Iodine is essential for thyroid hormone production and these hormones are essential for adequate brain and neurological development. This is particularly important during early pregnancy, lactation and early years of life. In fact, iodine is seen as a key nutrient for the first 1000 days of life (the time between a woman’s pregnancy to just before her child’s second birthday).
Iodine deficiency can range from mild to severe, with the most severe cases showing physically as a goitre, a large visible lump, in the neck. This is an adaptive reaction by the body where the thyroid in the neck will grow in size to trap the iodine. This kind of severe deficiency was eradicated in the UK in the 1960s and we are now more concerned about the hidden effects of iodine deficiency, especially on the brain.
Mild to moderate deficiency is an emerging area of research and we still know very little. However, studies have shown that low iodine intake during pregnancy can result in lower cognitive, language and motor scores at 18 months and 3 years; impaired working memory at 4 years, lower general cognitive and fine motor scores at 4-5 years; lower verbal IQ, language delay and lower reading and writing scores at 8 years old; lower reading accuracy and comprehension at 9 years old; and lower reading accuracy and comprehension at 9 years. However there are research gaps and more studies with cognitive outcomes in mild-moderate deficiency and randomised controlled trials are needed.
The recommendations for iodine in the UK for pregnancy and lactation are 140ug and this differs from other countries where these recommendations are increased during pregnancy and lactation. For example, in Australia and New Zealand, the recommendations are 220ug during pregnancy and 270ug during lactation. In the UK the recommendations are built on the basis that the mothers already have sufficient iodine stores that can be used and drawn upon to maintain and meet those requirements during pregnancy.
From the middle of pregnancy the foetus starts to produce its own thyroid hormones and it needs the building block of iodine to do this. This means that it is really important that the mother has a sufficient iodine intake, preferably pre-conception and then throughout her pregnancy. If she has sufficient stores of iodine in her thyroid then it can be used to meet her requirements. It is widely known that folic acid supplementation is vital pre-conception and for the first 12 weeks of pregnancy so perhaps the same message should apply to iodine intake.
Dietary sources of iodine: The main sources of iodine in the UK are milk and milk products. Other sources include fish, meat and meat products, eggs, bread, fruit, vegetables and potatoes. Although fish is a good source, the content varies between different species. For example, salmon and tuna contain around 10% of the recommended intake, whereas cod and haddock provide much more. Around 50% of the recommended intake can come from a glass of milk or a standard pot of yoghurt, however this will vary depending on the time of year. During summer, milk iodinecontent is lower than in winter because during winter the cattle are more reliant on mineral fortified feed than in the summer months when they have fresh grass. This makes it difficult to know exactly how much is in a glass of milk. Organic milk in the UK has quite a reasonable iodine concentration so it is a good source – around 50ug (⅓ adult requirements). For those on plant based diets or who are unable to have dairy, the iodine concentration of milk alternatives, compared to cows milk, have a very low iodine content (around 2% of cows milk). Fortified milks have a reasonable content so ensure that your milk alternative is fortified with iodine (Alpro has 225ug per 100ml, but notably not UHT, Koko dairy has 130ug, Asda Free from oat drink has 300ug). Vegetarians and vegans could be at risk of iodine deficiency and should ensure they are meeting their daily requirements. Supplements may be an option but avoid kelp supplements and do not exceed 150ug per day, especially in pregnancy.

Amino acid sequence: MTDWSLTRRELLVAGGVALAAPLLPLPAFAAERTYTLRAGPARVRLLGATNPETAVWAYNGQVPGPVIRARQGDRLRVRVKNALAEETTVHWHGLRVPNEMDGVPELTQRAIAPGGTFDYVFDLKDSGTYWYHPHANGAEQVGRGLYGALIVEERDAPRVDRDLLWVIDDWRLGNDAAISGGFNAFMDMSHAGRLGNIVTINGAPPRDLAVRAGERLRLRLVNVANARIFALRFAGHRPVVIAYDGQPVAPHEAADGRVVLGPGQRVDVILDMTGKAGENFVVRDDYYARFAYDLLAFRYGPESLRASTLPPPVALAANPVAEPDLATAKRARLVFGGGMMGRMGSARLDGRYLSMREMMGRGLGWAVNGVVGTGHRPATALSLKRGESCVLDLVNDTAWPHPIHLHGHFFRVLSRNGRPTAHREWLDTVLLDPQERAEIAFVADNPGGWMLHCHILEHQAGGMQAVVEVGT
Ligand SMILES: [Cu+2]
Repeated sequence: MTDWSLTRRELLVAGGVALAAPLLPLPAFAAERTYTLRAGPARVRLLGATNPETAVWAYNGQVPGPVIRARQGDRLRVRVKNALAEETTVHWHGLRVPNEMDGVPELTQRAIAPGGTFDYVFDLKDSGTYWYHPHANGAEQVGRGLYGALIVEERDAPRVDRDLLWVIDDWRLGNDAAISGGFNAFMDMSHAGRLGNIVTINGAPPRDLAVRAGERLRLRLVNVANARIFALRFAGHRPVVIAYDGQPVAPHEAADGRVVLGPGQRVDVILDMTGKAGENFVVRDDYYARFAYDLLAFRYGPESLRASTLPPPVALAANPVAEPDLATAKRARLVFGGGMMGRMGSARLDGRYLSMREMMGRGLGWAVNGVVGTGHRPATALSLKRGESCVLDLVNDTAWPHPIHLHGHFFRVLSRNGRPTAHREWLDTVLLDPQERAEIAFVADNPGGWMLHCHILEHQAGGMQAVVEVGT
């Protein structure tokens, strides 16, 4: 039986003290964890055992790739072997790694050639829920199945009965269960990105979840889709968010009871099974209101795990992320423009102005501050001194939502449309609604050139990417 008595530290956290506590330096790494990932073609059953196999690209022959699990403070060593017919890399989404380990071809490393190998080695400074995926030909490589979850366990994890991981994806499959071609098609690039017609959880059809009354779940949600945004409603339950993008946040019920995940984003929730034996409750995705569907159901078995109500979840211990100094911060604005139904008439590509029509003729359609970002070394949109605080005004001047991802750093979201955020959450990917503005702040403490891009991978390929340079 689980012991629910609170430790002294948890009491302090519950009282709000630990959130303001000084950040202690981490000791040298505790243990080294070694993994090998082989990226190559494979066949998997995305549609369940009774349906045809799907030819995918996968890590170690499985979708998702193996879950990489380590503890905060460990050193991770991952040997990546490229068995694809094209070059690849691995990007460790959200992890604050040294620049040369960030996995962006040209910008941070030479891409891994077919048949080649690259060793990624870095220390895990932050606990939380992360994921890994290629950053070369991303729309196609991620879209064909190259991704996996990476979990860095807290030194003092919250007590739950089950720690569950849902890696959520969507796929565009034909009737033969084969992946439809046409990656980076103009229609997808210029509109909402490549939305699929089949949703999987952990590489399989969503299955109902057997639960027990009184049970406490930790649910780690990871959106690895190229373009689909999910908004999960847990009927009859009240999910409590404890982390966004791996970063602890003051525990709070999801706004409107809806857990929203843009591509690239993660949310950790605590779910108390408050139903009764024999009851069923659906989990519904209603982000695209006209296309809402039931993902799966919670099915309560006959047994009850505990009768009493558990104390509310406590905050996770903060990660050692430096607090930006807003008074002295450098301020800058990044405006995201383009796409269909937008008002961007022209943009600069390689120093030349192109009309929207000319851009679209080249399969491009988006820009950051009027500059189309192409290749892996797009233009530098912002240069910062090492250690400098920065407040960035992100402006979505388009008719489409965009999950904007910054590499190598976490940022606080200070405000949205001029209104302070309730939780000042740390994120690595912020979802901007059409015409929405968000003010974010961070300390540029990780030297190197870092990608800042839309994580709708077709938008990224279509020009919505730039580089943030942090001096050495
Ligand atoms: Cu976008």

As in most dietary recommendations, exceeding your requirements is not a good idea and could cause harm. Excessive iodine intake can lead to problems with thyroid function (hypo/hyperthyroidism). Seaweed can be high in iodine depending on the species and season and cooking affects iodine concentration. Kelp has a rich concentration and you will exceed requirements with just a 5g portion. This isn’t to say it shouldn’t be consumed but it should not be consumed as a regular source of iodine.
In summary: to meet your daily requirements, ensure a balanced diet containing good sources such as milk and milk products, fish, meat and vegetables. If you are following a plant based diet and your only sources are fortified milk alternatives, it may be beneficial to take a suitable supplement but avoid excessive intake by choosing one providing no more than 150ug daily. If you are planning a pregnancy, be mindful to think about iodine as well as other important nutrients such as folic acid, iron, calcium and vitamin D.